On this last day of Black History Month, here’s part III of my round up of Black children’s book creators around the Triangle and state. Their books are moving, funny, lyrical, inspiring. They’re must-reads year round.

Vanessa Brantley-Newton

Award-winning illustrator and author, Vanessa Brantley-Newton creates magic wherever she goes. As a child, Vanessa saw herself in The Snowy Day by Ezra Jack Keats. Now, she makes sure all kids know they’re seen and loved. Creator of more than 90 books for kids, celebrating diversity is a hallmark of her work. Kirkus said this of her touching picture book, Just Like Me: “Simple, upbeat, and affirming—a great reminder of what is to be gained when girls appreciate their own uniqueness and that of others. A dynamic, uplifting, and welcoming world of girls.” Learn more about Vanessa at https://www.vanessabrantleynewton.com/.

Dorothy H. Price


A former high school teacher, Dorothy H. Price hopes her picture book debut, Nana’s Favorite Things, sparks diabetes awareness. The poignant story, illustrated by TeMika Grooms, explores the relationship between a girl and her grandma who bond around delicious treats until a diabetes diagnosis brings a new understanding. A 2019 We Need Diverse Books mentee, Dorothy is working hard to create more books. You can read her short story, “Songs of Zion,” and see a video rendition here. Learn more about Dorothy at http://dorothyhprice.com/.

Eleanora E. Tate

Eleanora E. Tate is an award-winning author and difference maker whose books for children celebrate cultural pride, family, identity and much more. Winner of a North Carolina Book Award for Juvenile Literature, her stirring novel Celeste’s Harlem Renaissance is set in Raleigh and Harlem. Another of her literary treasures, Just An Overnight Guest, was turned into a television movie starring Richard Roundtree and Rosalind Cash. Creator of nearly a dozen titles, her work empowers and endures. Learn more about Eleanora at www.eleanoraeatate.com.

Donna Washington

A beloved, internationally known storyteller, Donna L. Washington is a talented picture book author too. Her titles include A Pride of African Tales, Li’l Rabbit’s Kwanzaa, The Story of Kwanzaa, A Big Spooky House and the forthcoming Boo Stew which originated from a storytelling roundtable game she played with her children. Donna’s stories swing and sway and bring culture to life in inventive ways. Learn more about Donna at https://dlwstoryteller.com/.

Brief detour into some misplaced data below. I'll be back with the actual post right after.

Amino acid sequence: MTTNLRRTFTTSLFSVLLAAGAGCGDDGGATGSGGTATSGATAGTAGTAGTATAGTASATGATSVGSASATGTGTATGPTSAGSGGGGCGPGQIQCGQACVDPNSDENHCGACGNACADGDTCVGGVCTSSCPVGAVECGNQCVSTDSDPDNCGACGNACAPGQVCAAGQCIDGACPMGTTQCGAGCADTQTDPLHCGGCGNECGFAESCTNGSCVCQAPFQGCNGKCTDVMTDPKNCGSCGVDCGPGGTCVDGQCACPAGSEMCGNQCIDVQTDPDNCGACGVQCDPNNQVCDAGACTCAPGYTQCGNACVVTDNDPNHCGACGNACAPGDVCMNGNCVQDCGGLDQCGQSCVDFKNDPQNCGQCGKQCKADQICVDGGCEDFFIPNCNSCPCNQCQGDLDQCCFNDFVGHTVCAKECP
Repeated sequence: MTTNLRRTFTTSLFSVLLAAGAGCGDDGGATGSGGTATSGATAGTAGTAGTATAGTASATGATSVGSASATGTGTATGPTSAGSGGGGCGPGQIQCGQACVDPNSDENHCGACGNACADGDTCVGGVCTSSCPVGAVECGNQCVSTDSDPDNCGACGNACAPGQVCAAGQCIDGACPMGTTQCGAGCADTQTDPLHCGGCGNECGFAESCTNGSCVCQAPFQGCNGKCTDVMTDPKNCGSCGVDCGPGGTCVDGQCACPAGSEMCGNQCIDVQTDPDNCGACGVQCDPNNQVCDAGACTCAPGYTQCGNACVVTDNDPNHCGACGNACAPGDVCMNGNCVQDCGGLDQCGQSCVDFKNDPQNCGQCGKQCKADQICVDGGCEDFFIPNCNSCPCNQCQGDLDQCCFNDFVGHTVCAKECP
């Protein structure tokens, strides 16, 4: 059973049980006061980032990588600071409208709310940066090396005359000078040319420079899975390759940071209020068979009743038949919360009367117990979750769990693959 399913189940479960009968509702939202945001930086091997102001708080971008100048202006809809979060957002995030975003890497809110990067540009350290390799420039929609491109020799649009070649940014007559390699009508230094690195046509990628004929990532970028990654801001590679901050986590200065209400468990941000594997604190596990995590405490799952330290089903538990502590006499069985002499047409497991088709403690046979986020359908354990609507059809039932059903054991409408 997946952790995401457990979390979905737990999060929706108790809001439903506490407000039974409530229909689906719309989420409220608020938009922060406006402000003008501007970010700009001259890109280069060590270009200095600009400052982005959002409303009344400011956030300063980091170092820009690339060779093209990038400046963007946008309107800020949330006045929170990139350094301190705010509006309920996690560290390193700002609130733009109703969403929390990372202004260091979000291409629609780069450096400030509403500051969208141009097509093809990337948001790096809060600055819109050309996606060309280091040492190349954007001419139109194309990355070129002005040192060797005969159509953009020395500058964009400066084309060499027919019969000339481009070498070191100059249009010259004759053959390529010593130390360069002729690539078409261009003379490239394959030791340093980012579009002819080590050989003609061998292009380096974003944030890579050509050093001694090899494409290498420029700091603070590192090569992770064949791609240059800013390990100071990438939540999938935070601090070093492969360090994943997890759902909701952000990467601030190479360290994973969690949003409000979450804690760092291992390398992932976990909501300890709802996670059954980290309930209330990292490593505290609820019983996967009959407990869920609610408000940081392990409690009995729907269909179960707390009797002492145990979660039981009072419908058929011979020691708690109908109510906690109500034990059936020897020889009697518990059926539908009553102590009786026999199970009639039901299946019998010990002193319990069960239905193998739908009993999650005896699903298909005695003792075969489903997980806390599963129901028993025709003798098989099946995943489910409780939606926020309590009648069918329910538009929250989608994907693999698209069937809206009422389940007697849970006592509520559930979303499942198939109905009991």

Carole Boston Weatherford

A New York Times bestselling author and Newbery Honor winner with more than 50 award-winning books, Carole Boston Weatherford says her mission is to “mine the past for family stories, fading traditions and forgotten struggles.” Her powerful work spans nonfiction, poetry and historical fiction. Carole is known for her stunning biographies that celebrate countless heroes from Oprah Winfrey and Fannie Lou Hamer to John Coltrane and Wendell Scott. Her latest picture book, Unspeakable, illustrated by Floyd Cooper, explores the Tulsa Race Massacre and received six starred reviews. Learn more about Carole at http://www.cbweatherford.com.

Alicia D. Williams

Winner of multiple awards including the Newbery Honor for her debut young adult novel, Genesis Begins Again, Alicia D. Williams is an educator, teaching artist and storyteller whose work is full of purpose and heart. “We write stories that we’re afraid to tell,” she wrote in a post for The Brown Bookshelf. “We write stories that will change us, change others. We write stories that might be deemed uncomfortable. We write stories that require us to be brave.” Alicia’s latest is Jump at the Sun, illustrated by Jacqueline Alcántara, a picture book biography of Zora Neale Hurston that has already earned four starred reviews. Learn more about Alicia at https://www.aliciadwilliams.com/.